4 things you need to survive your baby’s first cold

Stock up on nasal spray and Kleenex… winter is almost here! While you won’t be able to avoid your baby’s first cold, here’s what you can do to soothe your sick sweetheart…

Baby first cold

Is there anything worse than seeing your little one sick? It’s awful to watch a baby sneeze and cough – especially when they’re still so young and helpless that they can’t even blow their own nose or tell you how they’re feeling.

If there’s one thing I’ve learned as a mother of three, it’s that prevention and preparation are the keys to surviving your baby’s first cold and flu season. Here’s everything you need to know…

How to prevent the common cold

Colds are caused by viruses that are spread when an infected person sneezes, coughs or touches their nose. Another person then breathes in the virus through the air or touches the infected person’s hand or a contaminated surface and catches the virus.

Here are a few tips to help prevent the common cold:

  • Keep your newborn away from sick people: If your baby is under three months old, avoid having sick visitors or going to public places where people might be sick.
  • Teach your older kids to sneeze or cough into a tissue: If they do it into their hand, they can spread the virus. They should then throw the tissue out right away.
  • Wash your hands: Wash your hands frequently with soap and water or use an organic alcohol-based hand sanitizer. Teach your children to do the same, especially before touching the baby.

Symptoms of the common cold

Here are some signs and symptoms that your baby has a cold:

  • A stuffy or runny nose (the mucus will be clear at first, but it may later turn thick and yellow or green)
  • Sneezing
  • Coughing
  • Sore throat
  • Low fever (101-102F)
  • Fussiness or irritability
  • Decreased appetite
  • Difficulty nursing or taking a bottle
  • Difficulty sleeping

When to call the doctor

If your baby is three months or younger, the American Academy of Pediatrics advises to call your pediatrician at the first sign of illness. At this age, a cold can quickly develop into a more serious illness, such as bronchiolitis, croup or pneumonia.

If your baby is older than three months, call your doctor immediately if:

  • Your child is breathing fast, having trouble breathing or the skin around their ribs gets sucked in with each breath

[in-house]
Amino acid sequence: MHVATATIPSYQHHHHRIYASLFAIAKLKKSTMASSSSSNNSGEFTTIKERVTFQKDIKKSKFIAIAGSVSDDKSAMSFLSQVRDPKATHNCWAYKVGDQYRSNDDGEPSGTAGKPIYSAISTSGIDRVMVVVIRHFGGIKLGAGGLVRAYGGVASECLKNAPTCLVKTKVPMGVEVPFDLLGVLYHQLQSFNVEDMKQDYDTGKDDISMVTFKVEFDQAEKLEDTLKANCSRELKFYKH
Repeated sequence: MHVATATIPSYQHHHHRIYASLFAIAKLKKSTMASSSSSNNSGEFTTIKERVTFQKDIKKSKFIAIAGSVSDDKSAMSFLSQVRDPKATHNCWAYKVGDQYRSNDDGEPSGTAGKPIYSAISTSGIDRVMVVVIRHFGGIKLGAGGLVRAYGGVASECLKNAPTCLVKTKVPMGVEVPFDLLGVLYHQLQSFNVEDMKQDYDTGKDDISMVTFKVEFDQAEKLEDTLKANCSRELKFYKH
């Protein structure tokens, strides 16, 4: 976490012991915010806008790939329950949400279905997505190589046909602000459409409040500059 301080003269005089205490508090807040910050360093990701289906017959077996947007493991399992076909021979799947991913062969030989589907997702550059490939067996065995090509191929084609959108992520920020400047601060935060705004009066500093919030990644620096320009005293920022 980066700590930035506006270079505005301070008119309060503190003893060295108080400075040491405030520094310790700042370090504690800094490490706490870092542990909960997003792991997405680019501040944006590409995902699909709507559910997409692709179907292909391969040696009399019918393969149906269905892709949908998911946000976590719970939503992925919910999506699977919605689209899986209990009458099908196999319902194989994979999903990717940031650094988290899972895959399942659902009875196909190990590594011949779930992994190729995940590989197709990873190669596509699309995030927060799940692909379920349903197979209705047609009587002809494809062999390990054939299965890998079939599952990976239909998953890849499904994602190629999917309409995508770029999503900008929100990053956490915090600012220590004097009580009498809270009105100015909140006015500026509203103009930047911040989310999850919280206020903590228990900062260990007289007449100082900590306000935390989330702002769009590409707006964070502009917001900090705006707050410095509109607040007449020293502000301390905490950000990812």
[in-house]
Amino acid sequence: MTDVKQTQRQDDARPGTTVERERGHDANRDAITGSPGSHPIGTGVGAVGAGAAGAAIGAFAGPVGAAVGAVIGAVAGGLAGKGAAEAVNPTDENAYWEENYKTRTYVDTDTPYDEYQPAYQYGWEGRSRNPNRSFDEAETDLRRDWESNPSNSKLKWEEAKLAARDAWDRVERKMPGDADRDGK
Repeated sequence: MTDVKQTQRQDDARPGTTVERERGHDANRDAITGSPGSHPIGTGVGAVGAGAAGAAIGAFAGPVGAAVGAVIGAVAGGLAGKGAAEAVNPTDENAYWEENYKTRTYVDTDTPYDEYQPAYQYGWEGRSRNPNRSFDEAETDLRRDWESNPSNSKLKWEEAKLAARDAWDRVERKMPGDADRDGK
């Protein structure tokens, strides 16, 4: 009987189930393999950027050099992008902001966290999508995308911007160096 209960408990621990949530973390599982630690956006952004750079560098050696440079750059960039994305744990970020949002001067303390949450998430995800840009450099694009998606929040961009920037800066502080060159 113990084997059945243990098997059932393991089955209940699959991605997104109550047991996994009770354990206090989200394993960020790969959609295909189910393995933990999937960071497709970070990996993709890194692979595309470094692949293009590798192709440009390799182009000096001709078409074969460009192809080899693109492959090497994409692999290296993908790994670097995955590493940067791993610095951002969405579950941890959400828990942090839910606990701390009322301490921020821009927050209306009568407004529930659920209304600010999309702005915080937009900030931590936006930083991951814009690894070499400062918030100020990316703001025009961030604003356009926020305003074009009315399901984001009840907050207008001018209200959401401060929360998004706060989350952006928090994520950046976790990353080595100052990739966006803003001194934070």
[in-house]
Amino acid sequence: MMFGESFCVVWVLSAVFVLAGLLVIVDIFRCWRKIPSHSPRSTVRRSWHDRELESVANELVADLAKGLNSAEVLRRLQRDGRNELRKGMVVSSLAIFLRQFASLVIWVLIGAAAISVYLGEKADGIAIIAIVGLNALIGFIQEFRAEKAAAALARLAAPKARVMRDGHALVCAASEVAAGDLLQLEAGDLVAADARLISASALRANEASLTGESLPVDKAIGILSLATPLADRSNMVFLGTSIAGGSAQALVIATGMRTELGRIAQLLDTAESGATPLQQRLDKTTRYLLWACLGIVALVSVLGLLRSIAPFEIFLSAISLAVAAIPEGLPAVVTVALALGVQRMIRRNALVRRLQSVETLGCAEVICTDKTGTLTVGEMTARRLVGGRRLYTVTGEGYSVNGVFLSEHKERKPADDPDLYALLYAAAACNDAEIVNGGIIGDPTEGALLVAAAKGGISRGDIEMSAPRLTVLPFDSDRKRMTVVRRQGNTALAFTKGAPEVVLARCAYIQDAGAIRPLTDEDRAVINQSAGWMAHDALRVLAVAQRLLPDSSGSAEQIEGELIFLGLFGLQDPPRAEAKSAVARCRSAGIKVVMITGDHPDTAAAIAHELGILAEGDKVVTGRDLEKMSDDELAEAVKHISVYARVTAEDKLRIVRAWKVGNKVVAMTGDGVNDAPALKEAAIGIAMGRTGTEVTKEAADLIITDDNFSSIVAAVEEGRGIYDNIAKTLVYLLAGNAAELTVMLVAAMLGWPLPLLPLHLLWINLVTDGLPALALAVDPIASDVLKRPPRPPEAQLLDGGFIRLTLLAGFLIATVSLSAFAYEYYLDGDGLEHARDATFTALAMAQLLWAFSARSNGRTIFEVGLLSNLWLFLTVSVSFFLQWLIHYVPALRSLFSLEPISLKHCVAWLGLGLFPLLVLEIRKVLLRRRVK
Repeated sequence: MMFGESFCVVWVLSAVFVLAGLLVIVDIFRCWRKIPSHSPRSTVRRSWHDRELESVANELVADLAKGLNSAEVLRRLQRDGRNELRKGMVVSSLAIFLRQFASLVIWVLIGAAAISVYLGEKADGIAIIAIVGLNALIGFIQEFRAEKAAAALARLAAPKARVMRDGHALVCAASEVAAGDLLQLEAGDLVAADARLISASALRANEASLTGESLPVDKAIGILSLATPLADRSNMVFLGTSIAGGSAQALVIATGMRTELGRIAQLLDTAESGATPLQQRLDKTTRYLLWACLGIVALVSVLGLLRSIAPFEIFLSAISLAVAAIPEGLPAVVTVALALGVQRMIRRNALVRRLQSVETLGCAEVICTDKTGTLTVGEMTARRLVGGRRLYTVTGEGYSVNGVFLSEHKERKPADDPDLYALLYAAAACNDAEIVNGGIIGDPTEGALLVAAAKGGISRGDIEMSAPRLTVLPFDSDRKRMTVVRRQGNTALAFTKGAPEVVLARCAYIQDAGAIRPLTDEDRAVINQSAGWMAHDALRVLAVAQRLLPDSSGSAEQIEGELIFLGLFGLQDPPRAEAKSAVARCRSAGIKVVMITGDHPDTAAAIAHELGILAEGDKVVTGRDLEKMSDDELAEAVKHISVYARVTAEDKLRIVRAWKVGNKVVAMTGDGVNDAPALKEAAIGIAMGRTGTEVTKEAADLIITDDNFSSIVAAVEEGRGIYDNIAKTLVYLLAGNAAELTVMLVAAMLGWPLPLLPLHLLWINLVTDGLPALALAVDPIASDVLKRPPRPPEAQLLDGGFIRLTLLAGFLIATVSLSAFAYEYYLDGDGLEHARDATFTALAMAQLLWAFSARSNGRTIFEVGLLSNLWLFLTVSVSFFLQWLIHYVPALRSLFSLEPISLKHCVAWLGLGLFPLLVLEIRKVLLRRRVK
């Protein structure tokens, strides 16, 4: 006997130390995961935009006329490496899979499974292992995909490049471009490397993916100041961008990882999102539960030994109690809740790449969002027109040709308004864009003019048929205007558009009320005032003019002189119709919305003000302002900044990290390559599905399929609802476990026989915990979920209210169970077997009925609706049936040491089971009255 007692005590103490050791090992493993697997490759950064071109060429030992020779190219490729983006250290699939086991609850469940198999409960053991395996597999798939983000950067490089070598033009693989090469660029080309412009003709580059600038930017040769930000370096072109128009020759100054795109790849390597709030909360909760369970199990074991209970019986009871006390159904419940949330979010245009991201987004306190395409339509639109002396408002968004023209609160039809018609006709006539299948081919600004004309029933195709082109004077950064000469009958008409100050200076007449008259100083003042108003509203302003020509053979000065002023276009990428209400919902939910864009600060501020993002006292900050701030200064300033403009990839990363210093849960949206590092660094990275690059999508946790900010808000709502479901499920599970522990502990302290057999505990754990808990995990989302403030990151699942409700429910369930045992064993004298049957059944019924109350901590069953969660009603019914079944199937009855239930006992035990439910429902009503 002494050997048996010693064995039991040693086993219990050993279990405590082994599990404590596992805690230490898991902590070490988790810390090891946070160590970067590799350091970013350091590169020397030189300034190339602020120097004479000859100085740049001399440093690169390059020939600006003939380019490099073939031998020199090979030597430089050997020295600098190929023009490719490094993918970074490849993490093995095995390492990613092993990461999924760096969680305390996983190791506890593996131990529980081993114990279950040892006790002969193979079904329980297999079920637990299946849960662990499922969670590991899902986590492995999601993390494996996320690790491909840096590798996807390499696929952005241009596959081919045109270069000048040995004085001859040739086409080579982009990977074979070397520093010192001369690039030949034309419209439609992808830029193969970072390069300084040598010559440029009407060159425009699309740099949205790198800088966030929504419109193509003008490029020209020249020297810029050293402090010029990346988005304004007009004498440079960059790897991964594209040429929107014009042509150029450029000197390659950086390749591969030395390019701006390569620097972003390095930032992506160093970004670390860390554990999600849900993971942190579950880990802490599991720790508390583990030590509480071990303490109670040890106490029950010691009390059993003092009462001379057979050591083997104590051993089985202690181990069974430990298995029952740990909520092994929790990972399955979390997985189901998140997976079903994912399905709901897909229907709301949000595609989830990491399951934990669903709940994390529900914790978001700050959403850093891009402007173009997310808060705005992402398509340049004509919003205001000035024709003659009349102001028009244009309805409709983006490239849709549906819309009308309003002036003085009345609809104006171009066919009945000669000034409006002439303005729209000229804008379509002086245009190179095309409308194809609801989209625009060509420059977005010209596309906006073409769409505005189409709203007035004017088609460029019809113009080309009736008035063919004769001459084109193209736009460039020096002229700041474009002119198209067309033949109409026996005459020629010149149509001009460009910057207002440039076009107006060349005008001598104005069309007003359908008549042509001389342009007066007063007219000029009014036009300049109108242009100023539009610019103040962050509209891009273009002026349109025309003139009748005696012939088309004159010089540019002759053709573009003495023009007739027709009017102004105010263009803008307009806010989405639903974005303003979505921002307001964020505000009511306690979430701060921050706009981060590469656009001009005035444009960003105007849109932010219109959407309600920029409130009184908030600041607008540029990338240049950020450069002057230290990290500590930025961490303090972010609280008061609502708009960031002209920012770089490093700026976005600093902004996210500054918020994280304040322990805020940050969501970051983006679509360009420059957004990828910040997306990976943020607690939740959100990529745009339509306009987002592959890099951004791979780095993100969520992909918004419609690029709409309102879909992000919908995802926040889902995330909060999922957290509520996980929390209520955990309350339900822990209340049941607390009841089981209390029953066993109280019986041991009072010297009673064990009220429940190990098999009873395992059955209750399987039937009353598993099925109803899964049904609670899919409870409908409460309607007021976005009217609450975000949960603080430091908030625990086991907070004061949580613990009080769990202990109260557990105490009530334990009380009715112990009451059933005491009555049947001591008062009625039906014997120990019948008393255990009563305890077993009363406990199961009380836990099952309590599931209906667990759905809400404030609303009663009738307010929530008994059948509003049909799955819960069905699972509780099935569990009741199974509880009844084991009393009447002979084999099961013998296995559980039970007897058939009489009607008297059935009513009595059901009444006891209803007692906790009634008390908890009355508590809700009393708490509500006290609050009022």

• Their lips or nails turn blue
  • Their temperature is over 102F
  • They have ear pain
  • They’re too sleepy or irritable
  • They look very ill or have any other symptoms that worry you
  • They’re not wetting as many diapers as usual
  • They have nasal mucus that lasts longer than 10 to 14 days
  • They have a cough that lasts more than a week

How to soothe your baby’s symptoms

While you can’t do anything to cure your child’s cold, you can try these steps to ease their symptoms and discomfort:

  • Clear mucus from their nose: I used a bulb syringe to remove my first daughter’s mucus, but I discovered Fridababay’s NoseFrida with my twins and it changed my life. Simply place the sucker on your child’s nostril, suck on the tube (it has a hygienic filter) and say goodbye to snot! Although it isn’t essential, using a saline spray beforehand can help loosen the mucus and make it easier to remove.

Fridababy NoseFrida

  • Give them medication the easy way: There’s nothing worse than trying to administer a fever reducer to a fussy baby who keeps spitting it out. Fridababy’s MediFrida makes the job easy by delivering the medicine through a pacifier that bypasses the taste buds to avoid spit-ups. Genius!


  • Take their temperature without a fuss: The Innovo Thermometer allows you to take your child’s temperature in seconds via their forehead or their ear. You can even do it while they’re sleeping!


  • Help them sleep better: Placing a humidifier in their room at night can loosen mucus and help them breathe easier. The Roolen Humidifier is whisper quiet and works efficiently to give you the perfect balance of moisture in a room. The handy auto feature turns on and off to deliver the perfect humidity whilst also saving energy. Your child may also sleep better if you elevate their head by placing a firm pillow or a couple of rolled-up towels under one end of the crib mattress (never inside the crib!).


  • Keep them hydrated: Offer small amounts of liquid more often (breastmilk, formula, or water if they’re over six months old) to keep your little one hydrated and help them fight the illness.